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News >  Crime/Public Safety

Kootenai County sheriff’s office reports critical labor shortage at 911 call center

July 27, 2022 Updated Wed., July 27, 2022 at 8:29 p.m.

Health care workers from Kootenai Health wave to members of Emergency Operations Center, Law Enforcement, Fire, Emergency Medical Services and Emergency Management offices as they conduct a thank you parade on April 29, 2020, in Coeur d’Alene for their allies in health care.  (Kathy Plonka / The Spokesman-Review)
Health care workers from Kootenai Health wave to members of Emergency Operations Center, Law Enforcement, Fire, Emergency Medical Services and Emergency Management offices as they conduct a thank you parade on April 29, 2020, in Coeur d’Alene for their allies in health care. (Kathy Plonka / The Spokesman-Review)
By Julien A. Luebbers The Spokesman-Review

Emergency dispatchers in Kootenai County may delay responses to nonemergency calls due to a worker shortage, the Kootenai County Sheriff’s Office announced this week.

The Kootenai County 911 Communications Center is at a critical staffing level of under 50%, the sheriff’s office said in a news release.

The 911 center, which is approved to staff 25 emergency communications officers or call-takers, currently employs only 10 communication officers and one call-taker. Emergency communications officers are call-takers with additional responsibilities and training, said Kootenai County Sheriff’s Lt. Ryan Higgins on Wednesday.

Higgins said emergency response likely won’t be affected by the shortage. However, the more than 500 nonemergency calls the center receives every day may see delayed responses. The center handles calls for all of Kootenai County except Post Falls.

“We’re focusing on 911 calls,” Higgins said.

Nonemergency callers will be able to leave voicemails, and “when time allows, the dispatchers will review the voicemails and enter calls for service,” according to a sheriff’s office report.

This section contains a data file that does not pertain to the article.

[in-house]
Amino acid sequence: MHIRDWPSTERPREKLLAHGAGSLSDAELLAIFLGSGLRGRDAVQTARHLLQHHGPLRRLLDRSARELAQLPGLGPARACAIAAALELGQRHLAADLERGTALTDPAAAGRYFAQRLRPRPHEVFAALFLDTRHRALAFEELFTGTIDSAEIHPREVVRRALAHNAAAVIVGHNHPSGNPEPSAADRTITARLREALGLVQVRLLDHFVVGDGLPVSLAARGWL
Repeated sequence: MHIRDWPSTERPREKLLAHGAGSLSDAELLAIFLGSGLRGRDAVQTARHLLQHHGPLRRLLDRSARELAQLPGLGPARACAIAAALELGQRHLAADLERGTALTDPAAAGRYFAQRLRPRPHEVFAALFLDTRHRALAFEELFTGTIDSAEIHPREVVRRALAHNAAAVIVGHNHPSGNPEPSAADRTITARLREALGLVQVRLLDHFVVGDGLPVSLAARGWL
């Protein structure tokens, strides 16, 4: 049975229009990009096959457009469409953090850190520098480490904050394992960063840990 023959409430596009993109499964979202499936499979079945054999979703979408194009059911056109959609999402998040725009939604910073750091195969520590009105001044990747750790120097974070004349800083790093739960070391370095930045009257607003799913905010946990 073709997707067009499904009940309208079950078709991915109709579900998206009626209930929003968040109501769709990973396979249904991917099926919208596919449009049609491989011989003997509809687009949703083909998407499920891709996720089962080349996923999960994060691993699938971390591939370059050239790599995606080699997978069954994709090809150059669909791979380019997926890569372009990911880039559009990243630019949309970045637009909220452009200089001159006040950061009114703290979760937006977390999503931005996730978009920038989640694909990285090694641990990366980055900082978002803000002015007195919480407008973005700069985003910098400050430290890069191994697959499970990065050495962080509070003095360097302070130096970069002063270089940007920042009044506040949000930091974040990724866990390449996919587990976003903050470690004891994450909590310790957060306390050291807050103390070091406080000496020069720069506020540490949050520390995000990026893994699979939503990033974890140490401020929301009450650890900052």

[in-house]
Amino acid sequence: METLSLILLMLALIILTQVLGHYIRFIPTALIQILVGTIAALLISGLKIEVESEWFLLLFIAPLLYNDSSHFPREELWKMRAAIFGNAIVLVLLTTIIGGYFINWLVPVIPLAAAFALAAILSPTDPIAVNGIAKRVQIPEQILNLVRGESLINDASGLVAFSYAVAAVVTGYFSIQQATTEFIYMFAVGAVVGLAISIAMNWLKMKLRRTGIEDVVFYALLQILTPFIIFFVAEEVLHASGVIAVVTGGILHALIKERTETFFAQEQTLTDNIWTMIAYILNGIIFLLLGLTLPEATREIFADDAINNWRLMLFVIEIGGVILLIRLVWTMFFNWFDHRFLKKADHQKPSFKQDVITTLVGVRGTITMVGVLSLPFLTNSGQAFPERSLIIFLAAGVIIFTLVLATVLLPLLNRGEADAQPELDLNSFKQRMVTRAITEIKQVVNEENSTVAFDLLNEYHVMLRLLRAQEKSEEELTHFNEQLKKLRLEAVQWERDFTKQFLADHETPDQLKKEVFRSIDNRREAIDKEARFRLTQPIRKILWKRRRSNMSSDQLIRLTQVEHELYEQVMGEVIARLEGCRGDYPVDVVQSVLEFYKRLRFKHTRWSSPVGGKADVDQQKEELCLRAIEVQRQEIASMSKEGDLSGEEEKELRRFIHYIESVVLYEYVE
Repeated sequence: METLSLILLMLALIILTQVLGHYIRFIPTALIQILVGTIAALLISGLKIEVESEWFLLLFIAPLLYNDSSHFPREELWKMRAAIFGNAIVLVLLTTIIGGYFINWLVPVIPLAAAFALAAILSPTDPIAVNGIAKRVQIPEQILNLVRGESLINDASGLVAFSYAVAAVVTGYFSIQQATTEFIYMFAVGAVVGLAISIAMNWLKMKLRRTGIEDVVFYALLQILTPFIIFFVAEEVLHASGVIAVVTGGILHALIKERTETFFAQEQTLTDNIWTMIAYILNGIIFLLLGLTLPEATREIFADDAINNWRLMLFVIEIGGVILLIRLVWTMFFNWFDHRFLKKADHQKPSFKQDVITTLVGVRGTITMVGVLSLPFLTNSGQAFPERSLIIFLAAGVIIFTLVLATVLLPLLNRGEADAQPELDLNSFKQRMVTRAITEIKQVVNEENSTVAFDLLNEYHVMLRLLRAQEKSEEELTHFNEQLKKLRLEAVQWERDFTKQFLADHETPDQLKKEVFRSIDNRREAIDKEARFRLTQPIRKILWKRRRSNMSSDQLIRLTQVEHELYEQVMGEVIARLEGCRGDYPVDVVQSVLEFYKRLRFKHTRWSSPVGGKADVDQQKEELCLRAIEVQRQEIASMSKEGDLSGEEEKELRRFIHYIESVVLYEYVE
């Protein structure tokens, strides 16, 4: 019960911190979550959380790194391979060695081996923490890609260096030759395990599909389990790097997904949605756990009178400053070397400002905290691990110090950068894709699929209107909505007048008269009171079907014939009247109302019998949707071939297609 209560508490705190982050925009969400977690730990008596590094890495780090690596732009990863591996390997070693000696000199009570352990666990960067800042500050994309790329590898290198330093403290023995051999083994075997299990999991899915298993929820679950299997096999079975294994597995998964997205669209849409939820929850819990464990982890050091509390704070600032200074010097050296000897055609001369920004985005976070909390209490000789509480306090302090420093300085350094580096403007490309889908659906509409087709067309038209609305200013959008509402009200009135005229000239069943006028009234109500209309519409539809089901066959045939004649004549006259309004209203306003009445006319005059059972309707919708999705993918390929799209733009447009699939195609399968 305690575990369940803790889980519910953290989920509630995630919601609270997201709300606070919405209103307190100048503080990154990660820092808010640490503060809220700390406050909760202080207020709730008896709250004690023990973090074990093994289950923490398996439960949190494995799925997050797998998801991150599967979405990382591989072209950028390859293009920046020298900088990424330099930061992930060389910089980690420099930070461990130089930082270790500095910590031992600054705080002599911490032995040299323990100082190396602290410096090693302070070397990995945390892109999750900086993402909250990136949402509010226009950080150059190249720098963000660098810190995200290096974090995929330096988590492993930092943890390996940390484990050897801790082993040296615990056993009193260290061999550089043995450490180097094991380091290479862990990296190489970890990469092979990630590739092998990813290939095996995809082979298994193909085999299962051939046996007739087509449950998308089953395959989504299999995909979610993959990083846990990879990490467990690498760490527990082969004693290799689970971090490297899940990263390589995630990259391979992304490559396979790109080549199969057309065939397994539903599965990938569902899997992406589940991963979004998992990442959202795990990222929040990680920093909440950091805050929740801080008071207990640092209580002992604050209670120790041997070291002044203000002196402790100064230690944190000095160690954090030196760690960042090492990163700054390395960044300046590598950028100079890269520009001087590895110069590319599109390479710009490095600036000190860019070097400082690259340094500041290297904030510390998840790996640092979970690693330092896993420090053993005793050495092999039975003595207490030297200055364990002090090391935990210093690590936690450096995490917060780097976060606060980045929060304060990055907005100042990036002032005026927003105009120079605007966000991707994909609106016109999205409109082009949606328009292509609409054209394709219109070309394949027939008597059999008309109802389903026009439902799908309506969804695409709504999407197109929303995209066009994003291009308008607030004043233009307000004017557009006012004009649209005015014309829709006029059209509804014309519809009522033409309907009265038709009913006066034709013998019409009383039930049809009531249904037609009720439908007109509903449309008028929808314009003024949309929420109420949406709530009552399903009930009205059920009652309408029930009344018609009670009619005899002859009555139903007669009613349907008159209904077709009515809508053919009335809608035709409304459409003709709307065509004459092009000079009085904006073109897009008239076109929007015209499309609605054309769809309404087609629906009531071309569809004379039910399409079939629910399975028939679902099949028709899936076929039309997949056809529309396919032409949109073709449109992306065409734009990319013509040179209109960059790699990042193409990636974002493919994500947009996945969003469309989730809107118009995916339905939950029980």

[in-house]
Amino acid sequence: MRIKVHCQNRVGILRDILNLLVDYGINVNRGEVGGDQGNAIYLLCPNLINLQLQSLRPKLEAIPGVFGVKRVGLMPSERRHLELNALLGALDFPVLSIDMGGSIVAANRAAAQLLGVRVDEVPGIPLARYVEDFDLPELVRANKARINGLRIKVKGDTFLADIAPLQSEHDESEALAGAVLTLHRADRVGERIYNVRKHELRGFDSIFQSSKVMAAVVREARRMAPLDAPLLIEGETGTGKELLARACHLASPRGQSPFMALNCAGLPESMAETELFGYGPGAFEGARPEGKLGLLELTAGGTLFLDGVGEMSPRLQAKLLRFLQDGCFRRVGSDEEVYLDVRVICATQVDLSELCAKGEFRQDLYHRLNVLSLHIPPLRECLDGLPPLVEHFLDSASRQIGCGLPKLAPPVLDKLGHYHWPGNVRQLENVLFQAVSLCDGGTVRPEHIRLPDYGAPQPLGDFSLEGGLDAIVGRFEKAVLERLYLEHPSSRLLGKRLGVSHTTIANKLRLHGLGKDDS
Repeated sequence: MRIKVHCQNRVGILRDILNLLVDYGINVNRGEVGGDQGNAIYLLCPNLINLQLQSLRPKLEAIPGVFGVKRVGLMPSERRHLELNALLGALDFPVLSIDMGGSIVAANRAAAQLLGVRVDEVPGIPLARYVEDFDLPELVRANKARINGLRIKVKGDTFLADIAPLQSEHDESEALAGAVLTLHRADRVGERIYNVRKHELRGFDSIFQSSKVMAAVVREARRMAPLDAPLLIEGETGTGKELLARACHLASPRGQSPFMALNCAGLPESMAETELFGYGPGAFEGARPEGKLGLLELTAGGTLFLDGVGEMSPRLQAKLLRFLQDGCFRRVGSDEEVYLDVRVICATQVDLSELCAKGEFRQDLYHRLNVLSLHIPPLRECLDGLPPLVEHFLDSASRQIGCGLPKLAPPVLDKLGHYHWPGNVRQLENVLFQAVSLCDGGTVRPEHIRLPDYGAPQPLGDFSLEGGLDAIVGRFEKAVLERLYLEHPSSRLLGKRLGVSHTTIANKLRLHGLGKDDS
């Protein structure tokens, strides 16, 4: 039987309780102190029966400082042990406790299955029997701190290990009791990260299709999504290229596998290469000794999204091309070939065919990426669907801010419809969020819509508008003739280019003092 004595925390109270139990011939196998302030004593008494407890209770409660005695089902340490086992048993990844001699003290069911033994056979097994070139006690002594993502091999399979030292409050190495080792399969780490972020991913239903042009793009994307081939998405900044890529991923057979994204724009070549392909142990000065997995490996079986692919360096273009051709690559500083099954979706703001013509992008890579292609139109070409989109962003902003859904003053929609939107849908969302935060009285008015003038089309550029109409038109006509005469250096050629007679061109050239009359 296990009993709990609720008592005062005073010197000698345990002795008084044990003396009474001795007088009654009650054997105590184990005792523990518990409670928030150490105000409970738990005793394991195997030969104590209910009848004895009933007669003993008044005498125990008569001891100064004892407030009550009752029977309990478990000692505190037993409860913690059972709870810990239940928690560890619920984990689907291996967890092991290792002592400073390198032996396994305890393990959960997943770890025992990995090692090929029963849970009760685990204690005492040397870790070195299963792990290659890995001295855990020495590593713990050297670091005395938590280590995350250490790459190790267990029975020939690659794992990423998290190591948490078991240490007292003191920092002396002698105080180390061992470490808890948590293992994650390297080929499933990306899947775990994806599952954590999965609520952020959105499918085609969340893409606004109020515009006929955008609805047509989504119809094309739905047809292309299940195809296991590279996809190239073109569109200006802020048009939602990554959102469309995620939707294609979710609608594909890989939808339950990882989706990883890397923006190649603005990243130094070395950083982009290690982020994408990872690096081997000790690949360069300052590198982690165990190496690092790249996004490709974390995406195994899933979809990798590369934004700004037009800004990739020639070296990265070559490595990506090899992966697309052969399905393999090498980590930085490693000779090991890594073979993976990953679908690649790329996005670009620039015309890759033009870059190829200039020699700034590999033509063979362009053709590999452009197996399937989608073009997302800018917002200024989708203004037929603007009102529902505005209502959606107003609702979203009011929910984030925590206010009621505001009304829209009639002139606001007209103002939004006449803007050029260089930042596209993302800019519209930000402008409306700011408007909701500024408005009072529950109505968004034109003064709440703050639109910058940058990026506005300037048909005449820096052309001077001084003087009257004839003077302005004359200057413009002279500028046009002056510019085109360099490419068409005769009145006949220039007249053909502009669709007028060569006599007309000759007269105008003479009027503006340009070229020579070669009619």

The 911 center received over 53,000 emergency calls during 2021, or almost 150 per day.

In order to compensate for the labor shortage, staff who typically work 40- to 48-hour weeks are now working up to 80, Higgins said. “They’re burned out and tired.”

The staff shortage has recently become “critical,” but difficulty hiring and maintaining a full staff is not new.

“The shortage has been on the horizon,” said Kootenai County Commissioner Chris Fillios. The Board of County Commissioners approved a mid-year pay increase for emergency communications officers and are “strongly considering” further wage increases for fiscal year 2023, which starts in October.

“We’ve got employees that are substantially underpaid,” Fillios said.

The proposed wage increases for 2023 “are probably the single-largest increase” ever in sheriff’s department pay, he said.

Higgins said wages are the primary cause for the labor shortage, but he also cited the high cost of living.

“Trying to get them a competitive wage, or livable wage, so they can purchase a home here, is difficult,” he said.

Fillios said that the staff shortage “is not unique to Kootenai County.”

Heather Thompson, 911 operations manager for Spokane Regional Emergency Communications, acknowledged difficulty in the hiring process across the industry. Still, she said 78% of Spokane County 911’s communication officer positions are filled. The starting wage for a communications officer at Spokane Regional Emergency Communications is $29.44, according to their website.

The starting wage for an emergency communication officer at the Kootenai County call center is $20.80 an hour.

Higgins said that the commissioners are “on the right track” with wage increases.

“This was a problem that didn’t happen overnight,” Higgins said. “It’s not going to be fixed overnight.”

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